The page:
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Deploying a User Provisioned Infrastructure environment for OpenShift 4.1 on vSphere
| June 13, 2019
"ABEJA, Inc.” is a diverse company comprised of members from six different countries, working together to create the solutions to the problems of today using IoT, Big Data, and AI.
Article | February 20, 2020
The Internet of Things (IoT) will fundamentally change all industries, from agriculture to transportation to healthcare. In the next few decades, nearly everything in our world will become connected. But with that increased connectivity comes several concerns. For example, the IoT will generate immense amounts of data, which will put pressure on the Internet and force us to come up with more efficient ways to transmit and store this data. Perhaps chief among these concerns are the infrastructure considerations as other sectors grow thanks to the IoT. Below, we've outlined the future of IoT infrastructure management, along with some IoT infrastructure companies that are leading the way.
Software-defined wide-area networking (SD-WAN) is revolutionizing the way that local branches are managed. As we’ve previously pointed out in our article on 4 things you should know about SD-Branch, it is being used to enable faster cloud adoption and greatly improve centralized control over the systems running in branch offices. Unfortunately, these advantages also come with some downsides. As SD-WAN has developed in SD-Branch, the number of IoT and end-user devices connected to these networks has grown exponentially. This means that the surface attack area of the average SD-Branch setup has increased enormously over the past few years. At the same time, business-critical applications are now sharing more data than ever over broadband internet connections, exposing critical data to interception or disruption.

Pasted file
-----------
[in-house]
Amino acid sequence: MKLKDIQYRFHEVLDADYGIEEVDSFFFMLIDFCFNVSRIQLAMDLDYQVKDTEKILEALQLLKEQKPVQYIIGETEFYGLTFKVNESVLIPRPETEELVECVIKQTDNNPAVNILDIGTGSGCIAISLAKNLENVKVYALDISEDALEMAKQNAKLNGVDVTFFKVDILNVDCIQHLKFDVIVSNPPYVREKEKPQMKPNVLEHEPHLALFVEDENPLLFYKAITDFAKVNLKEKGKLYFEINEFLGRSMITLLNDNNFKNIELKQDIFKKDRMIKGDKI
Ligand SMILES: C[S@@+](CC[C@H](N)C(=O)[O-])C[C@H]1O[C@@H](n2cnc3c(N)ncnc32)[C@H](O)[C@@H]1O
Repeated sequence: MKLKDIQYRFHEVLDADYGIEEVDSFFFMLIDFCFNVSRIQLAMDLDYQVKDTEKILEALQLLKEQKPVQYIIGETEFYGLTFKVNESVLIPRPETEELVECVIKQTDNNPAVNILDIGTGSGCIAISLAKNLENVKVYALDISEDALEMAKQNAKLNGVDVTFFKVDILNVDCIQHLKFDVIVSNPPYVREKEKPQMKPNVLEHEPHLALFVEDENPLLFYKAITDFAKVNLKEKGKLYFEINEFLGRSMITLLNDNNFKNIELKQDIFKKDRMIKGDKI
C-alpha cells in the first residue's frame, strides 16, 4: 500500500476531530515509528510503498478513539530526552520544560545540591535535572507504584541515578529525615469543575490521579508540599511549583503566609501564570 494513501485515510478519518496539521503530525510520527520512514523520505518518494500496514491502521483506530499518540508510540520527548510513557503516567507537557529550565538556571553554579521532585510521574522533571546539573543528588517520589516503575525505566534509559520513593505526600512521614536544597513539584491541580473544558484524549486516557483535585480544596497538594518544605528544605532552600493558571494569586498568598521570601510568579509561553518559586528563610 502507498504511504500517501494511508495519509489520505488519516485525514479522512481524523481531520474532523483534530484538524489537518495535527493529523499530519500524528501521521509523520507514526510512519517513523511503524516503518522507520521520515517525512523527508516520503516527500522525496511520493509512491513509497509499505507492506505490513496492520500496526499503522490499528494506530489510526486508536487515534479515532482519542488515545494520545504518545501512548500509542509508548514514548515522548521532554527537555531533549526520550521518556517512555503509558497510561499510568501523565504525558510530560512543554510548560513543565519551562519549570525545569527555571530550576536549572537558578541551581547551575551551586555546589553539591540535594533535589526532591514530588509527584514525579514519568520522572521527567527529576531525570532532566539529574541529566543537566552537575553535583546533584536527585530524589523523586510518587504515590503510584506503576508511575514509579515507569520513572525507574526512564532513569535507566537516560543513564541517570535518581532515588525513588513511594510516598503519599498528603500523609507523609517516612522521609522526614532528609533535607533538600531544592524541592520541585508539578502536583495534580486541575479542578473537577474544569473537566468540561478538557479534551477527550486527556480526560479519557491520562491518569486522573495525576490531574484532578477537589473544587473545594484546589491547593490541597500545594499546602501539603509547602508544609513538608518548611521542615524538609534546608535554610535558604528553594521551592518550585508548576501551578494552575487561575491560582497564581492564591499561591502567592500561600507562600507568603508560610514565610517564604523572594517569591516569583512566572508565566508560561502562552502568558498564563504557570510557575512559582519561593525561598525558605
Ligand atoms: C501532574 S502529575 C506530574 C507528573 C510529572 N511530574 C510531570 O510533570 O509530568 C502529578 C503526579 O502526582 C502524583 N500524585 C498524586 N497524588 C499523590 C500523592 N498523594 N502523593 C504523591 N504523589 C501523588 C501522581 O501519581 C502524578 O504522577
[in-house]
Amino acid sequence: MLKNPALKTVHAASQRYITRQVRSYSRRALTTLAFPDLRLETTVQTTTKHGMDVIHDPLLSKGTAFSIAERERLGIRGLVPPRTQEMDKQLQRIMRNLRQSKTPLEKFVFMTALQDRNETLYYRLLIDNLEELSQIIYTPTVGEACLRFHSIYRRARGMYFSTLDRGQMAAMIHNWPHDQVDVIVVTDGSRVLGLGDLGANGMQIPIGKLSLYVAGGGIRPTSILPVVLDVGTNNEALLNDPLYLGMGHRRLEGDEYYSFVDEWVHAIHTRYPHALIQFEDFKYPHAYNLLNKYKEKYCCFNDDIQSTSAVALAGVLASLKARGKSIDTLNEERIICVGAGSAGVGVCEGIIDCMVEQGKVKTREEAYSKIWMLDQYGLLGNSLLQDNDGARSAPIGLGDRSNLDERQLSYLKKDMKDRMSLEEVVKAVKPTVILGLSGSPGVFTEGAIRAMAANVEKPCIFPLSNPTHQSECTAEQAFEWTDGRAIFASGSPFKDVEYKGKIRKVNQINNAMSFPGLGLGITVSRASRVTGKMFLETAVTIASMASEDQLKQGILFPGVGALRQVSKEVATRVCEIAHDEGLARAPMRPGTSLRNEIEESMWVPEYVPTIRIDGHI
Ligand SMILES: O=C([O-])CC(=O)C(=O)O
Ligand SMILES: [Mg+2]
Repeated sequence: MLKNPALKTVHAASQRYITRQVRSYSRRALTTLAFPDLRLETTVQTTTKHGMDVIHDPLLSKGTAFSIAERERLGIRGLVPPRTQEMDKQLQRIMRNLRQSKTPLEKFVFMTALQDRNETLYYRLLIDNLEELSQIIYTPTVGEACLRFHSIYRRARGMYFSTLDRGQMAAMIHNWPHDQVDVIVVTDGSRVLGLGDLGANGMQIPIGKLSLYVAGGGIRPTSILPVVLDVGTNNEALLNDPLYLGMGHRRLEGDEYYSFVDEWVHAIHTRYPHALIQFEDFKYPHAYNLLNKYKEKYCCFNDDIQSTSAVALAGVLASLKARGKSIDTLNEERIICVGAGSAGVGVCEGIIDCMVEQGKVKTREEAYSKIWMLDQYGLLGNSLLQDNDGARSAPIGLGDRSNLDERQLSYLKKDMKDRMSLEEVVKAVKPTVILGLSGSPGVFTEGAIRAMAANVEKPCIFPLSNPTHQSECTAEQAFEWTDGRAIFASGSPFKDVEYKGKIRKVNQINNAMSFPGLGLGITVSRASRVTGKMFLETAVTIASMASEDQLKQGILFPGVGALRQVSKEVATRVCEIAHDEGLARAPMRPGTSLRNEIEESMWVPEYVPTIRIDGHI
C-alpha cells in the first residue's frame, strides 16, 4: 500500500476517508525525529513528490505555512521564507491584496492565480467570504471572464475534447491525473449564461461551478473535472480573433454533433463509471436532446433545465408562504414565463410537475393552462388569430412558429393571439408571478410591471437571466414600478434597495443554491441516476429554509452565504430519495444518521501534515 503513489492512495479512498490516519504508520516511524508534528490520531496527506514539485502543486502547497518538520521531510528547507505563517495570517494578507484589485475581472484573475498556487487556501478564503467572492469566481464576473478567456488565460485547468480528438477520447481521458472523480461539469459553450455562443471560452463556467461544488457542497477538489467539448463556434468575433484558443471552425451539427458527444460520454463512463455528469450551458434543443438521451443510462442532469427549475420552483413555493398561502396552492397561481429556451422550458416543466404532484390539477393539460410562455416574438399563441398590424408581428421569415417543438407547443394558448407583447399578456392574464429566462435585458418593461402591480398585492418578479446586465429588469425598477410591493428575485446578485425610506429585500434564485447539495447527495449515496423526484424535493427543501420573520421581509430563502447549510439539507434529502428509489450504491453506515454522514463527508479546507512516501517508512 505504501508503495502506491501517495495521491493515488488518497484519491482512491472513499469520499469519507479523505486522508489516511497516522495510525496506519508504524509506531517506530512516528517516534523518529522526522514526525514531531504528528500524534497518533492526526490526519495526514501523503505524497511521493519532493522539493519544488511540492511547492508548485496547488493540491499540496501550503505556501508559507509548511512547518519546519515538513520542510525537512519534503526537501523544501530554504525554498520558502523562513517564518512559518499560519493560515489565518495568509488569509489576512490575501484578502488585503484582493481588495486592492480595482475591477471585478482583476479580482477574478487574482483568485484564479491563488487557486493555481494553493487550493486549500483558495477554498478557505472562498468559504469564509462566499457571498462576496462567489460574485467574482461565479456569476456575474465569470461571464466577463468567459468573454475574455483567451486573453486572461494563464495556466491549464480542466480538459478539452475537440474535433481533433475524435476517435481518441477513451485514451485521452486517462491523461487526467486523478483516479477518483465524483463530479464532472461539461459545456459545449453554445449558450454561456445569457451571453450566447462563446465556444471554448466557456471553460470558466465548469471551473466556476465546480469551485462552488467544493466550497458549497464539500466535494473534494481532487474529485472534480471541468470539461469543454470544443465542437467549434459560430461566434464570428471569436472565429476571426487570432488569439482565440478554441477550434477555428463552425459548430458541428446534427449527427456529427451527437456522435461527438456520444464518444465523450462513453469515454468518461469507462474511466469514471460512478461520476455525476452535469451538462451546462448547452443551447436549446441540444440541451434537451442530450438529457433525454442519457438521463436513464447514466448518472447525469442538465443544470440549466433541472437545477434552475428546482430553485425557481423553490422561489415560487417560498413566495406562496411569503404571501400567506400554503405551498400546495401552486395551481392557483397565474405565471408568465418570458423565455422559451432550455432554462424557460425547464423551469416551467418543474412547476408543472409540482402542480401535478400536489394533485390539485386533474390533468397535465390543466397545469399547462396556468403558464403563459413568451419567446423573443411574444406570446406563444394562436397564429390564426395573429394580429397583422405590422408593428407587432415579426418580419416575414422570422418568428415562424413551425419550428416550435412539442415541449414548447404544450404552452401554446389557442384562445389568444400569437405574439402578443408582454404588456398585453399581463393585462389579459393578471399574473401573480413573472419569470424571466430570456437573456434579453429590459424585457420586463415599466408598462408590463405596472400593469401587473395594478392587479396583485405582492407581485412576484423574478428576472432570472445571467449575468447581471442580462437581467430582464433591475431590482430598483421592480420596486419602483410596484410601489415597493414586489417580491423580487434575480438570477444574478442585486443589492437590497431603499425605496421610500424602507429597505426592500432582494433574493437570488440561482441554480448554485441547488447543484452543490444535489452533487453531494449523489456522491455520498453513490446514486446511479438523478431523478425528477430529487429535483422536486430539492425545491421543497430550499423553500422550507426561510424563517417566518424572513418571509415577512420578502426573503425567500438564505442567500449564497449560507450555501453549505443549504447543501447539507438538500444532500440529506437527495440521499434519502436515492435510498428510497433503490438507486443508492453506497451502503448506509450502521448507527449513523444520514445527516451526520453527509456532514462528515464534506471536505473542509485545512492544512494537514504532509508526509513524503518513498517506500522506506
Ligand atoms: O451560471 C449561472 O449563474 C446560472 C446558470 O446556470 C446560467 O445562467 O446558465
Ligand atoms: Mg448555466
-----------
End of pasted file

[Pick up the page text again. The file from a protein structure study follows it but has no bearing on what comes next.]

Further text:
In my discussions with clients about their journey to cloud, it’s becoming evident that many of them are viewing cloud as a goal, instead of looking at cloud deployments as a capability. In some cases, line-of-business owners are under corporate pressures to “adopt” a cloud-first strategy. A recent Forrester Consulting study commissioned by IBM, “The Key To Enterprise Hybrid Multicloud Strategy” suggests that “75% [of 350 surveyed global decision makers] have received pushback while advocating for strategies outside of cloud environments.” The result of this, unfortunately, is the lack of continued investment on their on-premises (“on-prem”) environments. From my experience, this type of deployment focus may not yield the expected results. We shouldn’t think about problem solving as “To cloud or not to cloud?” Instead, we should ask ourselves, “What is the problem I’m trying to solve?” and “Are cloud deployments (public or private) going to optimize my solution?”
Bare metal cloud infrastructure is being introduced to run 5G applications in containers. This is a natural development of the shift the industry is going through from virtualized network functions to cloud native applications. But what are the benefits of running Kubernetes on a bare metal cloud infrastructure compared to a virtualized infrastructure? Let’s start with a brief recap on cloud native and CNCF – Cloud Native Computing Foundation. With the introduction of 5G, new use cases drive the need for designing applications based on containers and service-based architecture to address some technology gaps associated with virtualization. The most important technology gaps involve smoother software upgrades, automation and the realization of a CI/CD software pipeline to end customers.
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